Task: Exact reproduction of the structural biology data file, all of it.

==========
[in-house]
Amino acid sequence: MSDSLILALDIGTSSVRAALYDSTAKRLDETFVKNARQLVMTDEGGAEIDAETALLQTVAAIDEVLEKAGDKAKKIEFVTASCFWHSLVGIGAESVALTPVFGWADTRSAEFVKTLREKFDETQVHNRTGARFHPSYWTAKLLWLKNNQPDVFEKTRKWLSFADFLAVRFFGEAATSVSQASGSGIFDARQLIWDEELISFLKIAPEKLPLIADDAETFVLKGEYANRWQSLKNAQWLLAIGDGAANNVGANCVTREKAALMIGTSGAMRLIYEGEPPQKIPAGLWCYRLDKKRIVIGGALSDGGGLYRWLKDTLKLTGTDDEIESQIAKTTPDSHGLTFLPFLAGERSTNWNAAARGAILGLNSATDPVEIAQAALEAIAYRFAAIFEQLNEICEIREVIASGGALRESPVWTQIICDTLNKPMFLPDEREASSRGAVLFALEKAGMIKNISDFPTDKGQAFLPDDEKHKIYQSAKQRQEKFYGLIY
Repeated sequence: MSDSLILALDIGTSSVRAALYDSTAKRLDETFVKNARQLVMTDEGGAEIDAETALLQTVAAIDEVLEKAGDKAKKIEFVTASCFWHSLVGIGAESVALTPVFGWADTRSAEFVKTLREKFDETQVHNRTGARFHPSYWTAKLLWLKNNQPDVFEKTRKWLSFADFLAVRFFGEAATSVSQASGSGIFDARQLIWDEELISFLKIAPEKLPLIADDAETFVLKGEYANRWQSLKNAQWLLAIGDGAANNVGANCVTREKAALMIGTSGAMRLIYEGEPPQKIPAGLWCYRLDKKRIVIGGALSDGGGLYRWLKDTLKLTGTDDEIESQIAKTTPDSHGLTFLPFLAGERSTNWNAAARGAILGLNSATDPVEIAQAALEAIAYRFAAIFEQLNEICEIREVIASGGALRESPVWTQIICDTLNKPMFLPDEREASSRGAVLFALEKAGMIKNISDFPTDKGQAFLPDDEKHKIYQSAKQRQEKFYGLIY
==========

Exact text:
[in-house]
Amino acid sequence: MSDSLILALDIGTSSVRAALYDSTAKRLDETFVKNARQLVMTDEGGAEIDAETALLQTVAAIDEVLEKAGDKAKKIEFVTASCFWHSLVGIGAESVALTPVFGWADTRSAEFVKTLREKFDETQVHNRTGARFHPSYWTAKLLWLKNNQPDVFEKTRKWLSFADFLAVRFFGEAATSVSQASGSGIFDARQLIWDEELISFLKIAPEKLPLIADDAETFVLKGEYANRWQSLKNAQWLLAIGDGAANNVGANCVTREKAALMIGTSGAMRLIYEGEPPQKIPAGLWCYRLDKKRIVIGGALSDGGGLYRWLKDTLKLTGTDDEIESQIAKTTPDSHGLTFLPFLAGERSTNWNAAARGAILGLNSATDPVEIAQAALEAIAYRFAAIFEQLNEICEIREVIASGGALRESPVWTQIICDTLNKPMFLPDEREASSRGAVLFALEKAGMIKNISDFPTDKGQAFLPDDEKHKIYQSAKQRQEKFYGLIY
Repeated sequence: MSDSLILALDIGTSSVRAALYDSTAKRLDETFVKNARQLVMTDEGGAEIDAETALLQTVAAIDEVLEKAGDKAKKIEFVTASCFWHSLVGIGAESVALTPVFGWADTRSAEFVKTLREKFDETQVHNRTGARFHPSYWTAKLLWLKNNQPDVFEKTRKWLSFADFLAVRFFGEAATSVSQASGSGIFDARQLIWDEELISFLKIAPEKLPLIADDAETFVLKGEYANRWQSLKNAQWLLAIGDGAANNVGANCVTREKAALMIGTSGAMRLIYEGEPPQKIPAGLWCYRLDKKRIVIGGALSDGGGLYRWLKDTLKLTGTDDEIESQIAKTTPDSHGLTFLPFLAGERSTNWNAAARGAILGLNSATDPVEIAQAALEAIAYRFAAIFEQLNEICEIREVIASGGALRESPVWTQIICDTLNKPMFLPDEREASSRGAVLFALEKAGMIKNISDFPTDKGQAFLPDDEKHKIYQSAKQRQEKFYGLIY